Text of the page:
Second, Everything is Energy: learning how to understand those energies allows us to manipulate our environments to uplift and support our own energy. In set design, this offers creative possibilities for how the actors interact on stage which impacts our understanding of their message.

Your Space Reflects Your Life: Your choices of furniture, possessions, color, shape, design and arrangement create a mood and an atmosphere that is unique to you, your family, your beliefs and life-style. Clutter can be a telling message here.

Intention01aAnd the fourth and most important Feng Shui Principle states The Power of Feng Shui is in your Intention: Setting specific intentions supports the mindful creation of possibilities for how to proceed toward your goal(s). The process for setting these objectives can include a time frame for accomplishing your desires and, perhaps, where your goals may be best accomplished. Intentions change as life circumstances change.

The question of how I became interested in Feng Shui, started me on an unexpected journey back in time. I realized, in reflecting on both my childhood and my initial choice of study in college, I was already interested in Feng Shui on an intuitive level. I had no awareness I was waiting for the language of it to show up. And show up it did when I recognized something that felt very familiar in a little Feng Shui article so many years later!

Unplanned De-Cluttering

My unplanned de-cluttering began with an email. The Feng Shui Institute of the Midwest was organizing a fundraiser in memory of two spouses and one member who had passed from cancer. All members were invited to bring any Feng Shui books and related items no longer wanted to exchange for donations to cancer research.

Spring de-cluttering had not yet entered my mind and, if it had, my home office bookcase would not have been on the list! Interesting how quickly one’s attention can be focused where it had not before. I took a look at the bookcase housing my Feng Shui books and decided to dig in – one shelf at a time!

Because, like many of us, I’m not one who is able to casually discard an item – clothing, household goods, books, etc. I find the Feng Shui method of approaching clutter clearing tremendously helpful! First, review its function in your life, discerning if it continues to have a valid purpose: Does it still fit? Do you still use it? Does it continue to bring you pleasure? Books are tough! They are old friends! So, I sat on the floor with my old friends piled around me. As I picked up each one, lovingly looking at its cover before slowly flipping through the pages, memories flooded back of my excitement when I first began the study of Feng Shui! It was an incredibly rich time in my life – access to “new” ancient knowledge and the formation of new lifelong friendships!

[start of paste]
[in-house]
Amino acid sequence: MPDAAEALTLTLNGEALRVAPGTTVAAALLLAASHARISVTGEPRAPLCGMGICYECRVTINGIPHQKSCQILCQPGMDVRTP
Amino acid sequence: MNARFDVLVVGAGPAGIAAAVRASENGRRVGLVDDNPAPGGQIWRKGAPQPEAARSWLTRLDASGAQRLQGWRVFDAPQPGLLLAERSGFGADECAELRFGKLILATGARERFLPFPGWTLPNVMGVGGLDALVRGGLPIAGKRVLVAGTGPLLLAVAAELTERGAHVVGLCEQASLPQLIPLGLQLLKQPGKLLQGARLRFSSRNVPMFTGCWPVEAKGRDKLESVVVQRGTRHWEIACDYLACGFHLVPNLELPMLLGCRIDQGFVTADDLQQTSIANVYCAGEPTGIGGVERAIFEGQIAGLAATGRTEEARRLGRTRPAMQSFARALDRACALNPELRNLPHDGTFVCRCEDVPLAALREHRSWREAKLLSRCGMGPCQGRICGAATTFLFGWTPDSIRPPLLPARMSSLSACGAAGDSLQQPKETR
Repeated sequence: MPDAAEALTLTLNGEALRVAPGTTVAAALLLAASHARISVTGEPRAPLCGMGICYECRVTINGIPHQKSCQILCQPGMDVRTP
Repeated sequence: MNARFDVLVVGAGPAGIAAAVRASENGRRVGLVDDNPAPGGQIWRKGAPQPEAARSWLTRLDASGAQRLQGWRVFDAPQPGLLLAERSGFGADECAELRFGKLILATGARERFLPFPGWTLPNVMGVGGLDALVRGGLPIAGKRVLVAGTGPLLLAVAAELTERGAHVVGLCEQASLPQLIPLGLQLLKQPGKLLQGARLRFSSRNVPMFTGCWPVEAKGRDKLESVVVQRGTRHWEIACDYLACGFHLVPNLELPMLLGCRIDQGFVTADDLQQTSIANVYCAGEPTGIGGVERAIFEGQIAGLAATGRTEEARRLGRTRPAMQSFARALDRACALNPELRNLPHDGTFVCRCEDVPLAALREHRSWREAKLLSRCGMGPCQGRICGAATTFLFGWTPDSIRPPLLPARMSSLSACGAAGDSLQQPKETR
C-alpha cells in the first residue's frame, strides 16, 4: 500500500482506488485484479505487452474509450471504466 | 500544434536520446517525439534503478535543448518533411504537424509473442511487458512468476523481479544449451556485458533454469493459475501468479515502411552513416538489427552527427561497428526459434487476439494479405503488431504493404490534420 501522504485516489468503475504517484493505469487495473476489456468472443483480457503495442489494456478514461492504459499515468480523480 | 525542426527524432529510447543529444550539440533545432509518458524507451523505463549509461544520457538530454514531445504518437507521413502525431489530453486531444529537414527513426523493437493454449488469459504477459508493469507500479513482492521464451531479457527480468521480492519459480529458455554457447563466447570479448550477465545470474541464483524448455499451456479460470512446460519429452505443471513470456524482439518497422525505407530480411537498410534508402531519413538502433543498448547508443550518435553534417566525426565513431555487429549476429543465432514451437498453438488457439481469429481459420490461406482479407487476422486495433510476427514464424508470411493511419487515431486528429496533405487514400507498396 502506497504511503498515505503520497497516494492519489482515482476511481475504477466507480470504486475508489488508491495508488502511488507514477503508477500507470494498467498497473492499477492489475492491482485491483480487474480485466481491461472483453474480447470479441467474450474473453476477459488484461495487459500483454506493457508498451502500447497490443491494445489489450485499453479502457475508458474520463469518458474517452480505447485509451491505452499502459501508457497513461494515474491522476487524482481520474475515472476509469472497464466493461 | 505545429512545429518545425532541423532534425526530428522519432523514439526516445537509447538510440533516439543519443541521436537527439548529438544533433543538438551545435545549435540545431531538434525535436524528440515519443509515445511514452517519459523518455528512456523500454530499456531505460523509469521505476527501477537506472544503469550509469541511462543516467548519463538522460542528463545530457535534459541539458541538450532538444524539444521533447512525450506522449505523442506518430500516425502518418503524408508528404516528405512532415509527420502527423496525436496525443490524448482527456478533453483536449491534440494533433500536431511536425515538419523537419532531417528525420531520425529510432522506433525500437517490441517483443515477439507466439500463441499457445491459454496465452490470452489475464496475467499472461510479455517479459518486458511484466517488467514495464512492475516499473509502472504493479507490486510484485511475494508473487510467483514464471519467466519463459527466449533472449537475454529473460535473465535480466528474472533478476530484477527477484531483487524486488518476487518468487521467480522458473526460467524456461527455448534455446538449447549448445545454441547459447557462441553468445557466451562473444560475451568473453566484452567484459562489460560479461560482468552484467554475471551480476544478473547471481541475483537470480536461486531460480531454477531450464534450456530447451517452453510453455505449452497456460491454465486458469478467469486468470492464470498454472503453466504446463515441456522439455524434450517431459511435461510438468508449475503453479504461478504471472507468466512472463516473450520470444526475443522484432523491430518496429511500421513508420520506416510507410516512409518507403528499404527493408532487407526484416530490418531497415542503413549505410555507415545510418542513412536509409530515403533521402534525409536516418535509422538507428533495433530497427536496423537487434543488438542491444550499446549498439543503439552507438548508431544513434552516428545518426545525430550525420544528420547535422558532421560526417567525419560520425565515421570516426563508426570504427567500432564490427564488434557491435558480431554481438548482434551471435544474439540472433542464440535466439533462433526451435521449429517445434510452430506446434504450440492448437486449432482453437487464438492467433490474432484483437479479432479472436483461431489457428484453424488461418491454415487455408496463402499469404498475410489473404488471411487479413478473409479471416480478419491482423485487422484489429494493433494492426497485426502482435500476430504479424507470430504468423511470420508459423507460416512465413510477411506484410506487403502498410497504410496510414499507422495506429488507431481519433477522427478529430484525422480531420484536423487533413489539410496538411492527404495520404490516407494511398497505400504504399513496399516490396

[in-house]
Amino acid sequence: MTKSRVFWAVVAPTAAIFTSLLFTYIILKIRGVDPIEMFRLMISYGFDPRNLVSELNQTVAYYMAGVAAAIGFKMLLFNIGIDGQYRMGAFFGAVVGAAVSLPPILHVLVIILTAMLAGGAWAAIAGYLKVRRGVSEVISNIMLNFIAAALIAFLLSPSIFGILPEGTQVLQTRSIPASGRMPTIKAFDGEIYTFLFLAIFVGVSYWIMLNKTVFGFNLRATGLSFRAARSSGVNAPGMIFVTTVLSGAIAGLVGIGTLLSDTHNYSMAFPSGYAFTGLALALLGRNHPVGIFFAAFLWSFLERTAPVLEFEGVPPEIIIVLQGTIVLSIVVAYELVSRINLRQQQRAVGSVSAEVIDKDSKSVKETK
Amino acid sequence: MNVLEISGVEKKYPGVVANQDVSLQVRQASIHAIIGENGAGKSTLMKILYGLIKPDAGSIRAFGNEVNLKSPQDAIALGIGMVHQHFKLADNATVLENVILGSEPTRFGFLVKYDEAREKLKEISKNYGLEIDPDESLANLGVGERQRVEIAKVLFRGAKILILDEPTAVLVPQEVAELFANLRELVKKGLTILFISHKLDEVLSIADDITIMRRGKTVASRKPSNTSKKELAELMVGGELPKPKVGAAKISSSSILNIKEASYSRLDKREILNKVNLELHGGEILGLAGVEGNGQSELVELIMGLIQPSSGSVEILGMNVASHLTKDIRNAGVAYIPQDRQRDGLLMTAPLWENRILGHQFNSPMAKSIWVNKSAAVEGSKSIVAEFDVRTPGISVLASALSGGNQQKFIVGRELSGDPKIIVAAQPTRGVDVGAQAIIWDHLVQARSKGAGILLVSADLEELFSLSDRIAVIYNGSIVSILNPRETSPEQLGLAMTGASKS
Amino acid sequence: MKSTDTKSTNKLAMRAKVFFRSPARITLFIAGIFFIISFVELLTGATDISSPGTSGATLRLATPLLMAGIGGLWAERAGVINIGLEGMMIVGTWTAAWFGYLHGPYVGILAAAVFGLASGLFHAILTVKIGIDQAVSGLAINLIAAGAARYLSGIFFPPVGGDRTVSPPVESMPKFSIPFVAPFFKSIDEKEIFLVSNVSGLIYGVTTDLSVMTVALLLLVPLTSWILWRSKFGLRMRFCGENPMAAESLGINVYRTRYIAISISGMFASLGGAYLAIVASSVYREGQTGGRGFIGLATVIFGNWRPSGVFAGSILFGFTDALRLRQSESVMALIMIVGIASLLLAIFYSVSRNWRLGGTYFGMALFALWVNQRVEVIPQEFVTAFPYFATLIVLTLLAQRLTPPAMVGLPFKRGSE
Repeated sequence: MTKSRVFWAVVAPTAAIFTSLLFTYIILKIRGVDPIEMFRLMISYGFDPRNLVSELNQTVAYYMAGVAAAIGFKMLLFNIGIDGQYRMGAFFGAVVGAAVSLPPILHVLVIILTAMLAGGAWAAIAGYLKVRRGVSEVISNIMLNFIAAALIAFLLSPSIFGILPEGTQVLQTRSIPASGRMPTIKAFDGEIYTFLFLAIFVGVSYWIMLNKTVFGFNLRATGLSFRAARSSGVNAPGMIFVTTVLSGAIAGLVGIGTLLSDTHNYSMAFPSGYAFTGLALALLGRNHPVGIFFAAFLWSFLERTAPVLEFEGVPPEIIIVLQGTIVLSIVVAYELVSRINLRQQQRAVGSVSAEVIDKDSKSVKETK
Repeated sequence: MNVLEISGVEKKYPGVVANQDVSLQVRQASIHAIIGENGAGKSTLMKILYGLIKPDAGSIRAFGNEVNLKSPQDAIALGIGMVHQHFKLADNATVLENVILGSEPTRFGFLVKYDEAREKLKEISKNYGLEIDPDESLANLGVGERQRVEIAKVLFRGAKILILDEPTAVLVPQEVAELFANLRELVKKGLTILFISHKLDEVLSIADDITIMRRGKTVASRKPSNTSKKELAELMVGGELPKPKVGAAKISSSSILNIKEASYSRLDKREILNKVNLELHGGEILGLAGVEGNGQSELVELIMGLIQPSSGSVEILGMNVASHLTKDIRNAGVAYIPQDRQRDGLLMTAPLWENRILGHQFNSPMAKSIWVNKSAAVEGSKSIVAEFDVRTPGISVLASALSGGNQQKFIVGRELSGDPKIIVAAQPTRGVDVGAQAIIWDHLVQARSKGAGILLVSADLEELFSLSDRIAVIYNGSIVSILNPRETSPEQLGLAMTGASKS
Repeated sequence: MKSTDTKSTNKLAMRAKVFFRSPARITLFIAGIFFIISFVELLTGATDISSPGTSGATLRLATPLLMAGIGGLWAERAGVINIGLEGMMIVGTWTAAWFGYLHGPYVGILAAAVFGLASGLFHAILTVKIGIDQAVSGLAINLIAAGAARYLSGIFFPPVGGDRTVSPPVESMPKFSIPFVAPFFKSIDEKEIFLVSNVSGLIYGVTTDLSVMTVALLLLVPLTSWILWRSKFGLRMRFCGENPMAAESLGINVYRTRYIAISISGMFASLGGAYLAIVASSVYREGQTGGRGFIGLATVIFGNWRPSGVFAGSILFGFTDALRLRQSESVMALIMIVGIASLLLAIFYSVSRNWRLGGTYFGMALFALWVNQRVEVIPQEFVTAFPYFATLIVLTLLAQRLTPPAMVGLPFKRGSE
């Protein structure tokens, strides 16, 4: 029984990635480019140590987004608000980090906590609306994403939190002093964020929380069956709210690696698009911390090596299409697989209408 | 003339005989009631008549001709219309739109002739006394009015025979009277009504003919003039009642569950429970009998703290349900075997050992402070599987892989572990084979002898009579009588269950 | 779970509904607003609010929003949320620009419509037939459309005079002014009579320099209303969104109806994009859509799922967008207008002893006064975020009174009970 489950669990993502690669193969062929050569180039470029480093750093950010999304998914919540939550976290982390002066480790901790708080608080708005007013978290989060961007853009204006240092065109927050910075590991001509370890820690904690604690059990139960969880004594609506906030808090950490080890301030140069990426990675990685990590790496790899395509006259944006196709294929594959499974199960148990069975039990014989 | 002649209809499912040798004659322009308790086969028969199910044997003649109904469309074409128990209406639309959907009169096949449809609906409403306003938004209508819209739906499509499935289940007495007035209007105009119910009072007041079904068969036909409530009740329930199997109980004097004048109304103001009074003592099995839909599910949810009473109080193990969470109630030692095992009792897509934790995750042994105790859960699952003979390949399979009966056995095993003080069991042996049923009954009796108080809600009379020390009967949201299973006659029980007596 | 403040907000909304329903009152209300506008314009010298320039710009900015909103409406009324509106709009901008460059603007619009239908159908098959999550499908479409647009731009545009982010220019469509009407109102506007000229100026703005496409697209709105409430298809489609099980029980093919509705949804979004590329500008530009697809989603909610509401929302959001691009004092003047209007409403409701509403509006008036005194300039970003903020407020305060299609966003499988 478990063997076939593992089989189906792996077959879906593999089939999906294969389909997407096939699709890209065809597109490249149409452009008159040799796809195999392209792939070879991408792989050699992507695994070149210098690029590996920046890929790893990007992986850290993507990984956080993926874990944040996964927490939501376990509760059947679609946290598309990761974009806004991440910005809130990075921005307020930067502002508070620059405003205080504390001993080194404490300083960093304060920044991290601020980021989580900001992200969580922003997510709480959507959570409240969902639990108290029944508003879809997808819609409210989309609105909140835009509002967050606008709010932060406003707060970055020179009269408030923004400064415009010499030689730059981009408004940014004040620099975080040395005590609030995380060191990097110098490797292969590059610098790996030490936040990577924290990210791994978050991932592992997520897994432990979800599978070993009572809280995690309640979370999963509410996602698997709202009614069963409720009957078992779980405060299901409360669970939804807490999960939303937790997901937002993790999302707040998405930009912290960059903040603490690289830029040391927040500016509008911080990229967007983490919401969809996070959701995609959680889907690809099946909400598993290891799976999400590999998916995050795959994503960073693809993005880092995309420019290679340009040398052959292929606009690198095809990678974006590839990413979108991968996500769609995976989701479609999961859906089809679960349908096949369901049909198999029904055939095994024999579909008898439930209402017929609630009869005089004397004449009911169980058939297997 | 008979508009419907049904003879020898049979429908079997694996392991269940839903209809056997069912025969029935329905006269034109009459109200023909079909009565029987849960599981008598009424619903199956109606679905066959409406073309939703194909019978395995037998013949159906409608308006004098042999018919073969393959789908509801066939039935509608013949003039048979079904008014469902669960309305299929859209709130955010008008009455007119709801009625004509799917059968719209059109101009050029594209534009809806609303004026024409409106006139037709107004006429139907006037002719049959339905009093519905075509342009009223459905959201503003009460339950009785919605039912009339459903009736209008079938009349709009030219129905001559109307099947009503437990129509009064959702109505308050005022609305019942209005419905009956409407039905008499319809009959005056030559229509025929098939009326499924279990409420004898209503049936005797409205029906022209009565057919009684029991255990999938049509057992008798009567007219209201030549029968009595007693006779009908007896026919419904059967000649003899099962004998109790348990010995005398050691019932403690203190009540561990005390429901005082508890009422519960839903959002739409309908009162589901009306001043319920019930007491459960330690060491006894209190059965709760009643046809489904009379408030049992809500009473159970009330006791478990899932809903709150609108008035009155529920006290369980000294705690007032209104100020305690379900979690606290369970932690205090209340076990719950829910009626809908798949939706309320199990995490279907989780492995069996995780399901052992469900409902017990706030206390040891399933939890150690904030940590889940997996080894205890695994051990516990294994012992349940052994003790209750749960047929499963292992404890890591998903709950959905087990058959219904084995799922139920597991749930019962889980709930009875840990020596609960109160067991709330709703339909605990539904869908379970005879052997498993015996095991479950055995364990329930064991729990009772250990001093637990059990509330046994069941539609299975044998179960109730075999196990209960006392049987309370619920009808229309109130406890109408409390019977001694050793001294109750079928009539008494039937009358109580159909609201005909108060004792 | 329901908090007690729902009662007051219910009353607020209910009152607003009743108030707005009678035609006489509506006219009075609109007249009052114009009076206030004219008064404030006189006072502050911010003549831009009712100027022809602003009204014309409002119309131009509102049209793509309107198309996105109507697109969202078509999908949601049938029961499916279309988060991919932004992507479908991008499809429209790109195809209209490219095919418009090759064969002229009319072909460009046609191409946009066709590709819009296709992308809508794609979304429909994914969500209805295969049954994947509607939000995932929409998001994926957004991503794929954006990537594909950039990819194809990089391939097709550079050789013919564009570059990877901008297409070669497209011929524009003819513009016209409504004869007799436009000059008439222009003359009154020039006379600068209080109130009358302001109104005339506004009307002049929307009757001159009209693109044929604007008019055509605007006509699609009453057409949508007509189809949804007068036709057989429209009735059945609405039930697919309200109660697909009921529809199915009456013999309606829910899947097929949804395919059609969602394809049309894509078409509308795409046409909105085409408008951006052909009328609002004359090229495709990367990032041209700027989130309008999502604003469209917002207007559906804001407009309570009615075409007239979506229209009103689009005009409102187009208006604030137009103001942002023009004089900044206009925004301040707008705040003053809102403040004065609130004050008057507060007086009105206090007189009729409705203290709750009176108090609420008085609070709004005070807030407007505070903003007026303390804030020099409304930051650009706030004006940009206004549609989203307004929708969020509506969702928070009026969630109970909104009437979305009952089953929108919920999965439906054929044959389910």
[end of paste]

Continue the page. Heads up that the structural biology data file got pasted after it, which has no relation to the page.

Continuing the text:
Many of the books were filled with underlining and notes in the margins, as I was voraciously trying to absorb all I was learning at the time. And now, 20 years later, the time had come to bless and release. I don’t know how many Feng Shui books I have, but, suffice it to say, my bookcase remains mostly full after saying farewell to 38 of them!

TibetanAltar02aIt was fun to attend the fundraiser and see what each person had brought. There were lots of books and other wonderful Feng Shui related items! While tempting, I stayed true to my intention of not bringing anything home. Oh, except for one – a beautiful pop-up book of Tibetan Buddhist Altars! Thank you to the person who released it!

 If you keep something that you’re not using…then no one else can use it, either. Author unknown

After returning home, I spent the remainder of the day organizing that particular bookcase. IBookcase01 cleaned and re-arranged the remaining books.The next day, I purchased a new floor lamp which I placed next to the bookcase. Clearing out releases old energy and allows clarity to the area in question. In fact, my Feng Shui bookcase sits, intentionally, in the Knowledge, Wisdom and Self-Improvement area of my office. Clutter in this area of the Bagua can limit your ability to learn, make wise decisions, and improve yourself. That must have needed attention, thus the FSIM email!

Clutter is a weight that has built on top of you so gradually, you don’t even realize anymore that it is holding you down. Mary Johanson, maryorganizes.com

I wasn’t done! That office project led to another interesting area of de-cluttering – my computer emails. During the time of my injury, my ability to be on my computer for any length of time was severely restricted for the better part of a year. As a result, emails accumulated – 16,400 of them! Talk about electronic clutter! So I decided to tackle the unseen clutter in my computer, which is located in the Family and Community area of my office. This area represents our family of origin: parents, ancestors and siblings. It also represents any group that comes together for a common cause: people with whom you work, your church, a book club, etc. Clutter here can cause problems with superiors, authority figures and parents, as well as within your family or community as a whole. While I’m not experiencing any difficulties in this realm of my life, as so often is the case in Feng Shui, attention to this area may have prevented any potential complications.

I am happy to report I brought those 16,400 emails down to zero! Part of this huge undertaking included unsubscribing to resources that provide instruction and support for spiritual enlightenment. In my ongoing quest for spiritual growth, I had been accumulating them for years. Again, I applied the Feng Shui process of reviewing whether these resources still have purpose in my life and discerning if they continue to provide meaningful information for my continuing personal growth and development. These questions speak to a seldom-identified subliminal reason for clutter: Identity. We often hold on to items that remind us of who we used to be. The important question, of course, is “Am I still that same person?”